SIFMA CEO on ID Codes:
We're Strong Advocates of Central Control
June 19, 2012
The president and chief executive officer of the Securities Industry and Financial Markets Association Tuesday called for the creation of a strong “centralized body” to register, issue and validate identification codes that will be issued to participants in financial transactions, worldwide.
"The air traffic control function is the biggest issue that is still in play," chief executive T. Timothy Ryan Jr. said in opening remarks at the 2012 SIFMA Technology Leaders Forum and Expo at the Hilton New York.
SIFMA and 16 trade groups have recommended that The Depository Trust and Clearing Corporation and the Society for Worldwide Interbank Financial Telecommunication act as that “centralized body.” A portal operated by DTCC would take applications for 20-digit legal entity identification codes, SWIFT would issue them and DTCC would keep a central repository of valid data.
SIFMA has called this “legal entity identification” or LEI system the “linchpin” to monitoring and managing worldwide risks to financial systems, in the aftermath of the 2008 global credit criss.
The Financial Stability Board, which is trying to coordinate international efforts to create such a system, this week delivered its 35 recommendations to leaders of the G-20 industrial nations, meeting in a summit at Los Cabos, Mexico.
The FSB’s recommendations appear to support a more “federated” approach, as recommended by a group of industry consultants led by Financial Intergroup in New York.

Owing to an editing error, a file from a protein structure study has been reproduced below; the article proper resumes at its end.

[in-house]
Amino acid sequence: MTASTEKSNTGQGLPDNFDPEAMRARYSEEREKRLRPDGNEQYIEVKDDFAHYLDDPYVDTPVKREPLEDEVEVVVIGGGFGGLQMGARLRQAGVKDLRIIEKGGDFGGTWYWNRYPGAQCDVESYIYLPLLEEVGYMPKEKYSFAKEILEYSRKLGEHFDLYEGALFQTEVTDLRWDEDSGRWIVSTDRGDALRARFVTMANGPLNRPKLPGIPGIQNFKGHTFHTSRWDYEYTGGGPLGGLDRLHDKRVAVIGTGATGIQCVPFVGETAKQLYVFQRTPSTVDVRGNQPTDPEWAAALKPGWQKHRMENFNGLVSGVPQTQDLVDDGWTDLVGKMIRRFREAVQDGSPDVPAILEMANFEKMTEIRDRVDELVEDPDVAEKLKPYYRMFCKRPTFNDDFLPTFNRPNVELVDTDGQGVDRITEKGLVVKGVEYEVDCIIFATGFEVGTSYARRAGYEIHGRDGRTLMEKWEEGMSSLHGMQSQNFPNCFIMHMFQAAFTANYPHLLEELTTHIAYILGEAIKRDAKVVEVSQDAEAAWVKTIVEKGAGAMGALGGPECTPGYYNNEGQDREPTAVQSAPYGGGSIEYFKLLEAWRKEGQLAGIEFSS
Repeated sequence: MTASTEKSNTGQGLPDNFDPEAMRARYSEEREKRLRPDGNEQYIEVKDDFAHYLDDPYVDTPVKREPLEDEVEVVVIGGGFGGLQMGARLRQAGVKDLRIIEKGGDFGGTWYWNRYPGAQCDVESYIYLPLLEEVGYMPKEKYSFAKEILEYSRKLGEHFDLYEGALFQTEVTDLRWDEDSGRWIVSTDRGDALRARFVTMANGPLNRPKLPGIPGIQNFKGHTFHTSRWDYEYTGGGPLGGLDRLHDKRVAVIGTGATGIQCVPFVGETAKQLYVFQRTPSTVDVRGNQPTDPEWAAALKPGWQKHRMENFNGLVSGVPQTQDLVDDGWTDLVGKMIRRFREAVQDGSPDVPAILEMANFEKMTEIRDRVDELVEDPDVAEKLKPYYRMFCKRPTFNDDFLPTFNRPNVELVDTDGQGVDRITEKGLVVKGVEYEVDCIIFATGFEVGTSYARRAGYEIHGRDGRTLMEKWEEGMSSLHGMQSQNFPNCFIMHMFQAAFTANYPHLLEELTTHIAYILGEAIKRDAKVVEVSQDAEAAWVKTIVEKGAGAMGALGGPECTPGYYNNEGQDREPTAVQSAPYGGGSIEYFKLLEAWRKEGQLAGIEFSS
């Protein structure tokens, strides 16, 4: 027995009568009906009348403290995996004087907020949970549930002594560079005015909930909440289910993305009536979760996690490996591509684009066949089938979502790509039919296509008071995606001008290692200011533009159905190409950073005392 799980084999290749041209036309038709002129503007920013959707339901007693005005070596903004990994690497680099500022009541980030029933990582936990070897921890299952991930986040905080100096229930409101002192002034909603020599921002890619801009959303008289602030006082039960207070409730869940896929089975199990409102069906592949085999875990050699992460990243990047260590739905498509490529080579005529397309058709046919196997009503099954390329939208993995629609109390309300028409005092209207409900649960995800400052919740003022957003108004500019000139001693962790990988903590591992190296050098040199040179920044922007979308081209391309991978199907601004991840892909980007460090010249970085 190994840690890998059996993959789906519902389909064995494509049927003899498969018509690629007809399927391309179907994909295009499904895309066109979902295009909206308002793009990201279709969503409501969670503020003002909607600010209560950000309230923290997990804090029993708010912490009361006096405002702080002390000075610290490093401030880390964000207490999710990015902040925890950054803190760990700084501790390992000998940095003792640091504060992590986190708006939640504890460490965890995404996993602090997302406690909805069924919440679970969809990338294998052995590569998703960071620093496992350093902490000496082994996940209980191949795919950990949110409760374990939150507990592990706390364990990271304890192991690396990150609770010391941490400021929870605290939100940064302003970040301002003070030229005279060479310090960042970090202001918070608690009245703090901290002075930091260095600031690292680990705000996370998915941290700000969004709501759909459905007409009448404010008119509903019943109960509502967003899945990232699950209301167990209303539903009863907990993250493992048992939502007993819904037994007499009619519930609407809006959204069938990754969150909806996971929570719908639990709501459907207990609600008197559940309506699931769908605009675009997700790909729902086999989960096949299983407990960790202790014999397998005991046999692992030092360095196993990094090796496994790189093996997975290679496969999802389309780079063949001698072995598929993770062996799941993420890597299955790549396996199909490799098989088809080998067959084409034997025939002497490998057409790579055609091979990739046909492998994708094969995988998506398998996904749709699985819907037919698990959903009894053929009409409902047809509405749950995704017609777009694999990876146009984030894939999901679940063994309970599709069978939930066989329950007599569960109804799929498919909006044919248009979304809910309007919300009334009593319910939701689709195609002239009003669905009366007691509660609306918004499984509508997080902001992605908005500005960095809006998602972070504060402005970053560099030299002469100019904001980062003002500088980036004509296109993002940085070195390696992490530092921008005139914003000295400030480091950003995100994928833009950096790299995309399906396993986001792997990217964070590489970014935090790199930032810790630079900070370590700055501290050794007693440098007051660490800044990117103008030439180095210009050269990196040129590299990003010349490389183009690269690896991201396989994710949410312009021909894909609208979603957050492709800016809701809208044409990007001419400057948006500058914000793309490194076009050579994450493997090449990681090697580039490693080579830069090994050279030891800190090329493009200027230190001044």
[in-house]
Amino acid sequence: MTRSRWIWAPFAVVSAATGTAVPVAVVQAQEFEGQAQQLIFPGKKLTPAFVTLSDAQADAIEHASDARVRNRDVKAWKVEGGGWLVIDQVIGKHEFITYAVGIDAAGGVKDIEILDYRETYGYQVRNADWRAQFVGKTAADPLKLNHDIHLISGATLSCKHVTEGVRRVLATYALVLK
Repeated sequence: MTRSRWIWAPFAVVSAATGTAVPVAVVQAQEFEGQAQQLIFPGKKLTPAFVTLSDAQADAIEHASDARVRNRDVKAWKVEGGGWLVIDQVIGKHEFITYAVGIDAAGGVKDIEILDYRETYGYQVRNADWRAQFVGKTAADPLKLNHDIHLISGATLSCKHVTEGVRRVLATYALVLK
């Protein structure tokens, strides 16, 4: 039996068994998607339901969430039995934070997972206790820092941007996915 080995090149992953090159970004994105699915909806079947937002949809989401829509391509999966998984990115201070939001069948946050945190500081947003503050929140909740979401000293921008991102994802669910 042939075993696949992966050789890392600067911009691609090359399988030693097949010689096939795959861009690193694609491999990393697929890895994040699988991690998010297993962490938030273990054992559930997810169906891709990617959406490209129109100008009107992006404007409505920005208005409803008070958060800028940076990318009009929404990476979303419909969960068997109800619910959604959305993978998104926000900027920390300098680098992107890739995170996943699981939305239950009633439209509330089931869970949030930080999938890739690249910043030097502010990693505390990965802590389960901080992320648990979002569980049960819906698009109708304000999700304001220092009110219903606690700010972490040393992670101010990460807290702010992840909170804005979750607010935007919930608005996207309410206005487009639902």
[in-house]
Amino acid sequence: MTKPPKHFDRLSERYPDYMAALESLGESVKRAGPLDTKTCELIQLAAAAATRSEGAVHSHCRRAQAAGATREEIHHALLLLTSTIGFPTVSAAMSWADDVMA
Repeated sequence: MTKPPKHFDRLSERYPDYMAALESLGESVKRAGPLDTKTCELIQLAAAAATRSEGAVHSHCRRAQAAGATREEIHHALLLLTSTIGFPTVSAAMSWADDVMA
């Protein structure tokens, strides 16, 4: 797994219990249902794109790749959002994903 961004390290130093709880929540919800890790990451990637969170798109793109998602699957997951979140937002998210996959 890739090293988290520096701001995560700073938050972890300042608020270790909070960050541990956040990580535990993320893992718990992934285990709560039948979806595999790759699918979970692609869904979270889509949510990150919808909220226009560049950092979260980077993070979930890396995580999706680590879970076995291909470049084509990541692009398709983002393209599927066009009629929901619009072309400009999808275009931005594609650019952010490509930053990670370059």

That system would put the registration and issuance of the IDs in the hands of local authorities, in different nations. A “central operating unit” would coordinate and validate the data, to make sure it adhered to standards for the codes set by the International Organization for Standardization.
The LEI system, Ryan said, will be an “important new tool” but “we cannot support measures that disrupt market functions or increase systemic risk."
He noted that the "biggest surprise in the industry" is that there is no standard system around the globe for identifying firms that take deal with each other in stock, bond, credit risk swaps and other financial transactions.
But the FSB’s federated approach could make the creation of a single standardized system of identification difficult, Ryan said.
“Each state would own its own registrar, own its own data,’’ he said, as opposed to a central repository that would make sure all IDs are unique, clear and retrievable in a standard fashion.
Without a central authority for consistent data controls, he said, the industry will have “fragmented systems” of identifiers.
“We're strong advocates of central control,’’ he said.
“Ryan’s view is probably based upon the long-standing issues of fragmented markets caused by regulators’ having micromanaged the design of market structures,'' said Allan Grody, who leads a group of industry and global technology companies supporting the federated model proposed by the Financial Stability Board.